The last few weeks I've used my Monday post to talk about traveling and photographing places I've been only once. Today I'm going to talk about something much closer to home, somewhere I've been very often.
Lock and Dam Number One, to the right of the photo above, is the northernmost of 29 lock-and-dam structures on the Upper Mississippi River managed by the United States Army Corps of Engineers to make large-vessel navigation possible on the river. It's also now the least-used, as most ports upstream have been closed in the effort to prevent invasive carp species from reaching farther up the river.
It's also one of my favorite summer photographic locations. The Corps of Engineers maintains a significant public park on top of the lock structure, including the ability to get above the lock itself, and to sit under trees on the river side of the lock structure. That leads to many photographic opportunities even when there isn't regular boat traffic through the lock.
The original structure was built in 1917, with a second lock added in 1932. A boat entering the lock from the downstream end will be raised 30 feet (9.14m) in order to exit on the upstream end. Downstream is now the most likely source for traffic, as the main operation of the lock is for tour boats coming up from ports in St. Paul to sail up to Minneapolis and back.
The dam and hydroelectric plant was originally owned by the Ford Motor Company, and used exclusively to power a factory on the bluffs on the east side of the river. You can still see the Ford sign above the hydro plant in some of my photos, but photos are the only place it still exists. The plant was closed in 2011 and has since been demolished to make way for new development, the character of which is still being hotly debated.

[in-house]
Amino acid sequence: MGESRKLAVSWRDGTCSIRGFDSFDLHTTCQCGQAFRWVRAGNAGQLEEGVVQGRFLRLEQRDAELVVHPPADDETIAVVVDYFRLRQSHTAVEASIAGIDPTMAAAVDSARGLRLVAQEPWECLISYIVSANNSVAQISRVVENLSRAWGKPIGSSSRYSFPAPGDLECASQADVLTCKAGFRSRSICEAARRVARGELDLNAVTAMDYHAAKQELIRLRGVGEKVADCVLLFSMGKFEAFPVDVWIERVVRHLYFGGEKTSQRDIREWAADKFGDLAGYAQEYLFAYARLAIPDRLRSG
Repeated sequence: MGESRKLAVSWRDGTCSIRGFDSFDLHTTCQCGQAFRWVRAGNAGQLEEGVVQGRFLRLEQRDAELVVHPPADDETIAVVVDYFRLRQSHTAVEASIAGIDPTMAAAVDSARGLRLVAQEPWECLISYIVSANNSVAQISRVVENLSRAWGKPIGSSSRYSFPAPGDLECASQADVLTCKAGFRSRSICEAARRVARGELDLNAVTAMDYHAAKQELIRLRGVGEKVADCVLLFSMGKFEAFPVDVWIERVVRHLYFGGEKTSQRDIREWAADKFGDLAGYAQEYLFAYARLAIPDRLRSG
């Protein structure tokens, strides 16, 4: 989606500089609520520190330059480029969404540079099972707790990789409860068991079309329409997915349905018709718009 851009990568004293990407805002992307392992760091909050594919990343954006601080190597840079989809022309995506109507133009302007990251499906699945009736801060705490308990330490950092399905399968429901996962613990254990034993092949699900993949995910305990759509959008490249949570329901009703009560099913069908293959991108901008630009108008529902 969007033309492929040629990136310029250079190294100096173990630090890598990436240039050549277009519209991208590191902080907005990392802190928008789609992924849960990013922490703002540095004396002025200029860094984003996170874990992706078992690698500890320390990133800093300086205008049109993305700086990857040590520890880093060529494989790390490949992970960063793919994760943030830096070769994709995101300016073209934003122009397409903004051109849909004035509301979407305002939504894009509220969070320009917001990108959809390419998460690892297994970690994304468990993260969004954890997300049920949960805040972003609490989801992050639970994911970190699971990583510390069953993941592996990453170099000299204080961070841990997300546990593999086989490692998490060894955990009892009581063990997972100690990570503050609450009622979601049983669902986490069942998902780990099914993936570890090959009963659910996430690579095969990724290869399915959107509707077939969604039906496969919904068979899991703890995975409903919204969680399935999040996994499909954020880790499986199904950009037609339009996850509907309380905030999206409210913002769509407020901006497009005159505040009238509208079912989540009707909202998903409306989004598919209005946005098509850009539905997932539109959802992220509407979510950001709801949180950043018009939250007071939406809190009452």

For me it's a peaceful place to interact with the river in what's still an urban setting but an almost-empty one. Though there's room to hold a rather large wedding inside the facility I don't think they do that; I've never seen more than five other people there, other than the Corps employees, and people rarely stay long. Yet it's a good place to watch the river, and the waterfowl, and occasionally even see a boat go through the lock.
Of course the only boat I actually have a picture of going through this lock is a tiny canoe. If I want to photograph boat traffic I have to head downstream to more-active locks like No. 5 in Winona, about a two-hour drive. This one's an easy ten-minute trip from my house.
This year I finally got there when the fruit trees were blooming. I've always wanted to but they last about three days here, and I've always had something else going on. I feel like I've now filled my card of warm seasons. I've been there when the water was high in the spring, as you see in many of these photos. I've been there in the fall when there was no flow over the dam at all.
Unfortunately I still haven't figured out a good way to photograph it in the winter. The facility is closed from November to April. It's also only open during the day; the sunrise photos above are from locations outside of the lock & dam proper. (The high point of view is from the Minnesota Veterans Home, not somewhere I want to be sneaking about in the middle of the night.) I've tried photographing from the bridge without much success. Some year maybe we'll get a hard enough freeze that I can walk upriver from Minnehaha Falls.
This has been an entry in the 1001 Places to Remember project by @archisteem in collaboration with Architecture and City by @photocircle. Some of the information here was gathered from the National Park Service and Wikipedia Photos are original.